By Emily Erickson
There are periods of time when I allow myself to “check out” of current affairs. It’s a purposeful ignorance I adopt when heaviness is already in my day-to-day — needing no encouragement to derail my sense of ease and wellbeing — or when my thinking simply requires recalibration to a perspective on the world that isn’t colored by doom and gloom.
I recognize my incredible privilege in being able to turn off engagement with big issues; these colossal affairs that so often become the molds in which many people must fit their entire lives. I’m lucky because I am able to — and routinely do — create distance between myself and the kaleidoscope of headlines, scandals and breaking stories that can so easily inundate my life.
In these periods of ignorance, I invest in the rituals and connections that make me feel good, repairing and reinforcing my cocoon of worldly rightness before re-engaging with a planet-worth of problems. I start my days with gentle books and hot coffee; take long walks with friends discussing childhoods, big dreams and business ideas; seek out acts of service and examples of everyday kindness; and spend introspective time reflecting on what’s important to me and the kind of life I want to continue forging.
Inevitably, though, these periods of ignorance are meant to be temporary. As much as there is goodness, beauty and peace to be found and created, there is also injustice, tragedy and unrest. Remaining permanently isolated from the plights of others and the state of the world is the irresponsible edge of privilege.
I’m either nudged out of my ignorance gently — intentionally dipping into engagement by tuning in to a local news story or listening to a human-interest or narrative-based podcast (their scale entirely more digestible than national and global news headlines). Or I’m jarringly ripped from apathy by a story too pervasive to be ignored, a first-hand interaction with injustice or witnessed bigotry, or by an obstinate debater too eager to flood a conversation with controversy to consider if it’s welcome.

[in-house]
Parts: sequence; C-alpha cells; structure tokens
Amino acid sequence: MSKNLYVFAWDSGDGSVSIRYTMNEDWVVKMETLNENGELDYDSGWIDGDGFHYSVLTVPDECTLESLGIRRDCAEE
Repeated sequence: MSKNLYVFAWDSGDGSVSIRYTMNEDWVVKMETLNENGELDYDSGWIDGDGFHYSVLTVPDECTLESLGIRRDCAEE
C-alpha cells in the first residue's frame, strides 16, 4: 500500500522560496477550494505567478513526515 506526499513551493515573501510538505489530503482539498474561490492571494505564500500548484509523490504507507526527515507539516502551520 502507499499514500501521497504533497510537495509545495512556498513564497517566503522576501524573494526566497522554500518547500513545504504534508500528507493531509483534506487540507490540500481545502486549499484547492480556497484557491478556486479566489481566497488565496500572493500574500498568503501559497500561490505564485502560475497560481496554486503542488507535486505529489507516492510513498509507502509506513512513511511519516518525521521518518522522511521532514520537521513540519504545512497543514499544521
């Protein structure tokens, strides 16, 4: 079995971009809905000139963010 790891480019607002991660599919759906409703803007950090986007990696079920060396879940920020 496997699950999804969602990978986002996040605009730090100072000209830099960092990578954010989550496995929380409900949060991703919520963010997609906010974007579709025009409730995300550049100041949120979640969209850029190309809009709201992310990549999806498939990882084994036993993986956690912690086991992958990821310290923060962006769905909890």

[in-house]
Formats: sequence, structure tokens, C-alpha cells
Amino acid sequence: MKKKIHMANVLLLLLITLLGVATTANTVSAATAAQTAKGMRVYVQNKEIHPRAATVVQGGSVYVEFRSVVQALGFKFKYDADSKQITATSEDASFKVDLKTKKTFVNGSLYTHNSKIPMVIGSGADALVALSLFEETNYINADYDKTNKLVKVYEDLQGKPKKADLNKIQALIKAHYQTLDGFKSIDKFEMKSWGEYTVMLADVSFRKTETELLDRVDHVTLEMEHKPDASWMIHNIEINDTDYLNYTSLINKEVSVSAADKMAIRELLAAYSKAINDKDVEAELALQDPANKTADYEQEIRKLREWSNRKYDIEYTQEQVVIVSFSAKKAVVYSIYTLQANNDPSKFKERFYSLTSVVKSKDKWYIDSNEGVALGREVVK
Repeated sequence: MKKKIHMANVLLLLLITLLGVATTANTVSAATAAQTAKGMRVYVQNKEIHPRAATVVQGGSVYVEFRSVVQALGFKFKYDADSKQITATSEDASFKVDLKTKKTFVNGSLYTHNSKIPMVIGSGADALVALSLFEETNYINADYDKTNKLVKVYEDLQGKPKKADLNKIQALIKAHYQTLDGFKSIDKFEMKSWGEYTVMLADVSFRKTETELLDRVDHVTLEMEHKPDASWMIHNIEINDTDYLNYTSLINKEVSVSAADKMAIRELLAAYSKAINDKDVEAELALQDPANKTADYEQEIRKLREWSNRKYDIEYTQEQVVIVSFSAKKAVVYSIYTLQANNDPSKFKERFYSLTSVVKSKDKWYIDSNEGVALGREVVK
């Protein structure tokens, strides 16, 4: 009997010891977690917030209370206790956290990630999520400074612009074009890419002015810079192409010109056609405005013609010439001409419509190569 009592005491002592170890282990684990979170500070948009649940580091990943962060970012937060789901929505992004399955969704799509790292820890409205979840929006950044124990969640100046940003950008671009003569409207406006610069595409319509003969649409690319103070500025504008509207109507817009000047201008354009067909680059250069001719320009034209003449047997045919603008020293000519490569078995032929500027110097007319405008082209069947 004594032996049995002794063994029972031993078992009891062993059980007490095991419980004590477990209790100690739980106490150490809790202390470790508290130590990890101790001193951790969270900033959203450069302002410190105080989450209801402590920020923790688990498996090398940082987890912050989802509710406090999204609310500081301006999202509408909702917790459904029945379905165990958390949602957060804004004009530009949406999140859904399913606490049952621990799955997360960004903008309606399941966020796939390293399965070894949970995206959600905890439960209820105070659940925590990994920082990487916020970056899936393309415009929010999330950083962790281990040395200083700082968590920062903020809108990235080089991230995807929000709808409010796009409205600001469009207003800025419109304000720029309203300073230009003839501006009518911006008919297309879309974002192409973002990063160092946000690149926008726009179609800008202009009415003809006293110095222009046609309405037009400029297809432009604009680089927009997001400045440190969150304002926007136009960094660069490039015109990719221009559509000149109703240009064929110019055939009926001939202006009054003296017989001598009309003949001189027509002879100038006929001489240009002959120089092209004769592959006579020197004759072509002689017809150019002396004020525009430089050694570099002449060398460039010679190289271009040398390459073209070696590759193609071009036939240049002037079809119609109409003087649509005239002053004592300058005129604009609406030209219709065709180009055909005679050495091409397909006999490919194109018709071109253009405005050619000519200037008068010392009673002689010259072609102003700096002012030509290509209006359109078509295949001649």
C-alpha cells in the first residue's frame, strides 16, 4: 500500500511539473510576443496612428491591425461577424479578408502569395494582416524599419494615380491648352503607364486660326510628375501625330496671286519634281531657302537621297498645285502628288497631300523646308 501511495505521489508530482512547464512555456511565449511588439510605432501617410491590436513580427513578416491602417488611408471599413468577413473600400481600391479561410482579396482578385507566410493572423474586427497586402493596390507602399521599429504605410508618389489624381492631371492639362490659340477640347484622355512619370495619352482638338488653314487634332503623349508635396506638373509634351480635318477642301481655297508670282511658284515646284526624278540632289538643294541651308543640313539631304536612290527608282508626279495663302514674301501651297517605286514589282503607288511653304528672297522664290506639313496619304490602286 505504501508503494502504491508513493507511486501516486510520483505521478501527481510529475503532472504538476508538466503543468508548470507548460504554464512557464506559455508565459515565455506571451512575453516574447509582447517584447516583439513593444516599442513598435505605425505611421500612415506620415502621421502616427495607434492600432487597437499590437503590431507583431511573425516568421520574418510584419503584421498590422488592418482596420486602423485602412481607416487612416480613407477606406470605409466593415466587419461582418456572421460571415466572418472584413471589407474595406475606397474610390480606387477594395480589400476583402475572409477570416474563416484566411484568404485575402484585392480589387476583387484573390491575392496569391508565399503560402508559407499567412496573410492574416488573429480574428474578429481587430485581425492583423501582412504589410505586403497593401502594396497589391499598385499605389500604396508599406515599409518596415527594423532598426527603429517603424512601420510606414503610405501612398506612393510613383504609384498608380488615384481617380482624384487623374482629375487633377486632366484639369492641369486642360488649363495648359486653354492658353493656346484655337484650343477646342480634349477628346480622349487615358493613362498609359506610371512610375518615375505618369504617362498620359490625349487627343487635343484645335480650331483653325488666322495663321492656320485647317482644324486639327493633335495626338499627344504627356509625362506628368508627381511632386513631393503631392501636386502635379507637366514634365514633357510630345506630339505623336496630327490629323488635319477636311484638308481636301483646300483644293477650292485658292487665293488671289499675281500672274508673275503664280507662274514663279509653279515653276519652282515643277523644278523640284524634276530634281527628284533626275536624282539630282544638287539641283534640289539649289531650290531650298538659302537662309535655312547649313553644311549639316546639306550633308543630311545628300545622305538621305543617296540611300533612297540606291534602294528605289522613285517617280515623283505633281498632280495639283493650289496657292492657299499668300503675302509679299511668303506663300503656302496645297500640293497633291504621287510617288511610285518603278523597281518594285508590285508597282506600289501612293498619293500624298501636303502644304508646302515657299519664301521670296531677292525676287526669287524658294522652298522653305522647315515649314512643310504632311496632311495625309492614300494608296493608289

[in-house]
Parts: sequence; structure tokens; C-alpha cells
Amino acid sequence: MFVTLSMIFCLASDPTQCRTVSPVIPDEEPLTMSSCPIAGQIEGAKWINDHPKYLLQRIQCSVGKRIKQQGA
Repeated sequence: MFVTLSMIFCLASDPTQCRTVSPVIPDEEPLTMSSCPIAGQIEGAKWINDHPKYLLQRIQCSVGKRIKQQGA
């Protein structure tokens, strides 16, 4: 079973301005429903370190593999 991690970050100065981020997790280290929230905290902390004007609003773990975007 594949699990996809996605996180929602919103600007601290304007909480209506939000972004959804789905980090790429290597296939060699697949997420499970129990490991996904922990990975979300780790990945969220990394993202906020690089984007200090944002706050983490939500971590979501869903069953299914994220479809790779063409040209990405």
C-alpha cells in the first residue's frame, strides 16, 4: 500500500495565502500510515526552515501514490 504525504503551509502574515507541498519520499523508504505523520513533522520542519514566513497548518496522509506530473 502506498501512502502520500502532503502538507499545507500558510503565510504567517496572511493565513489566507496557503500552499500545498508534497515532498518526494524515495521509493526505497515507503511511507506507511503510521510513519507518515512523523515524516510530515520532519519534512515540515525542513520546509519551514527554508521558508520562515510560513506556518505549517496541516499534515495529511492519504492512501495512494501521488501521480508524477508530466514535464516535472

When I am afforded the space to be intentional about my engagement with current affairs, I follow a set of prompts to guide my thinking — a playbook to cope with the fact that there are simply too many problems in the world for me to hold, let alone impact.
I first ask myself, “Does [insert problem here] affect me?” Because of the ease in which we can receive news — from all corners of the world (and beyond) — we are often presented with problems as if they all have equal relevance to our lives. As social creatures, we have evolved to care about the plights of others. But this evolution hasn’t accounted for our relatively recent ability to tune in, not just to the hardships facing us and our close neighbors, but for an entire population well beyond our reach. So, being mindful of a problem’s actual — rather than perceived — proximity to our lives, becomes an essential first step in engaging with it.
To this question of a specific problem’s effect on me, I can answer, “Yes”; “No, but I still care”; or “No, and I give myself permission to move on.” If my response is either of the first two, my next question is, “What can I do about it?”
In this, there are two factors to consider: how much bandwidth I am willing to allocate toward this problem and at which scale I can have the most effect.
Bandwidth is the amount of time and energy I have available to direct toward influencing a problem, and scale is the level at which I can direct that bandwidth. On the low end and at a small scale, I may only have the bandwidth to hold space for grief, anger or sadness toward a “big issue,” or to donate to a local organization dedicated to addressing that problem in my community. On the high end, and at a large scale, I could apply for a job at a national organization and devote my life to creating global change around that problem.
So, finally, when engaging with the big issues and current affairs, I ask myself, “What’s my move?”
Creating boundaries around how I participate in issues, making space for both action and impact and reflection and inaction, helps make engagement feel a little less nebulous and little more productive — all until I retreat again into a cyclical and sometimes necessary bubble of blissful ignorance.
Emily Erickson is a writer and business owner with an affinity for black coffee and playing in the mountains. Connect with her online at www.bigbluehat.studio.
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